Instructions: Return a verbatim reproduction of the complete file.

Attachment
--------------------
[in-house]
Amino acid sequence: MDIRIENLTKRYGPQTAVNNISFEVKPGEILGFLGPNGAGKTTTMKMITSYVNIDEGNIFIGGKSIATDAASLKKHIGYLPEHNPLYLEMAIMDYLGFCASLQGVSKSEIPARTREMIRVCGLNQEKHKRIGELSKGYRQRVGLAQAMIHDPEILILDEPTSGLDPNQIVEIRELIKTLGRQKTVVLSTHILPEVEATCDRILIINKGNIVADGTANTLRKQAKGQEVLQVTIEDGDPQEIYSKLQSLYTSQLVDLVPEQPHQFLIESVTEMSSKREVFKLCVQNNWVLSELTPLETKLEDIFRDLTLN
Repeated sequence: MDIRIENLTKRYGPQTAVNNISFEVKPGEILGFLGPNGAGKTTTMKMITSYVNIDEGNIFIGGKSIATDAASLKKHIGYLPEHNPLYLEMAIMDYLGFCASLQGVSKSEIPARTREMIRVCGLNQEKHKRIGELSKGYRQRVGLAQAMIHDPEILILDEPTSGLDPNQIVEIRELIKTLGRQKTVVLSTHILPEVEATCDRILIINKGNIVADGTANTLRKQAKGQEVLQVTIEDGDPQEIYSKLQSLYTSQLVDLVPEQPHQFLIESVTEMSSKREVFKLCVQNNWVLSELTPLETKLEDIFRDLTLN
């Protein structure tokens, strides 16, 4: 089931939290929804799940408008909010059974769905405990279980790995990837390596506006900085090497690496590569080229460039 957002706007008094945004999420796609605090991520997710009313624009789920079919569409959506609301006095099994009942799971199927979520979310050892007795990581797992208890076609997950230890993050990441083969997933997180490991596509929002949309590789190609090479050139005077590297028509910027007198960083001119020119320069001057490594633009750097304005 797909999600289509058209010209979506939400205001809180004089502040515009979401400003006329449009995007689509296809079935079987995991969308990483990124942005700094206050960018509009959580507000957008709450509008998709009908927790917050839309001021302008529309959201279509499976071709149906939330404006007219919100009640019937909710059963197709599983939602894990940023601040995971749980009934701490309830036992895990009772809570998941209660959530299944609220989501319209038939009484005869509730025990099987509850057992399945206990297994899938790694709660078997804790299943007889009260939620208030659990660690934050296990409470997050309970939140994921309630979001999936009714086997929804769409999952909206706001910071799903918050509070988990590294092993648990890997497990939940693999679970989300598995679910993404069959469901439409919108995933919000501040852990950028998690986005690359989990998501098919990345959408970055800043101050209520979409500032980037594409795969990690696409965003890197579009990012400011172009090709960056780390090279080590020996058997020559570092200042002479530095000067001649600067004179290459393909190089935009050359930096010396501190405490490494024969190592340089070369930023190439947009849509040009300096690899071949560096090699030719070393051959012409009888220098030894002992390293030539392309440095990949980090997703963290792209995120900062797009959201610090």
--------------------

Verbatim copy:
[in-house]
Amino acid sequence: MDIRIENLTKRYGPQTAVNNISFEVKPGEILGFLGPNGAGKTTTMKMITSYVNIDEGNIFIGGKSIATDAASLKKHIGYLPEHNPLYLEMAIMDYLGFCASLQGVSKSEIPARTREMIRVCGLNQEKHKRIGELSKGYRQRVGLAQAMIHDPEILILDEPTSGLDPNQIVEIRELIKTLGRQKTVVLSTHILPEVEATCDRILIINKGNIVADGTANTLRKQAKGQEVLQVTIEDGDPQEIYSKLQSLYTSQLVDLVPEQPHQFLIESVTEMSSKREVFKLCVQNNWVLSELTPLETKLEDIFRDLTLN
Repeated sequence: MDIRIENLTKRYGPQTAVNNISFEVKPGEILGFLGPNGAGKTTTMKMITSYVNIDEGNIFIGGKSIATDAASLKKHIGYLPEHNPLYLEMAIMDYLGFCASLQGVSKSEIPARTREMIRVCGLNQEKHKRIGELSKGYRQRVGLAQAMIHDPEILILDEPTSGLDPNQIVEIRELIKTLGRQKTVVLSTHILPEVEATCDRILIINKGNIVADGTANTLRKQAKGQEVLQVTIEDGDPQEIYSKLQSLYTSQLVDLVPEQPHQFLIESVTEMSSKREVFKLCVQNNWVLSELTPLETKLEDIFRDLTLN
């Protein structure tokens, strides 16, 4: 089931939290929804799940408008909010059974769905405990279980790995990837390596506006900085090497690496590569080229460039 957002706007008094945004999420796609605090991520997710009313624009789920079919569409959506609301006095099994009942799971199927979520979310050892007795990581797992208890076609997950230890993050990441083969997933997180490991596509929002949309590789190609090479050139005077590297028509910027007198960083001119020119320069001057490594633009750097304005 797909999600289509058209010209979506939400205001809180004089502040515009979401400003006329449009995007689509296809079935079987995991969308990483990124942005700094206050960018509009959580507000957008709450509008998709009908927790917050839309001021302008529309959201279509499976071709149906939330404006007219919100009640019937909710059963197709599983939602894990940023601040995971749980009934701490309830036992895990009772809570998941209660959530299944609220989501319209038939009484005869509730025990099987509850057992399945206990297994899938790694709660078997804790299943007889009260939620208030659990660690934050296990409470997050309970939140994921309630979001999936009714086997929804769409999952909206706001910071799903918050509070988990590294092993648990890997497990939940693999679970989300598995679910993404069959469901439409919108995933919000501040852990950028998690986005690359989990998501098919990345959408970055800043101050209520979409500032980037594409795969990690696409965003890197579009990012400011172009090709960056780390090279080590020996058997020559570092200042002479530095000067001649600067004179290459393909190089935009050359930096010396501190405490490494024969190592340089070369930023190439947009849509040009300096690899071949560096090699030719070393051959012409009888220098030894002992390293030539392309440095990949980090997703963290792209995120900062797009959201610090």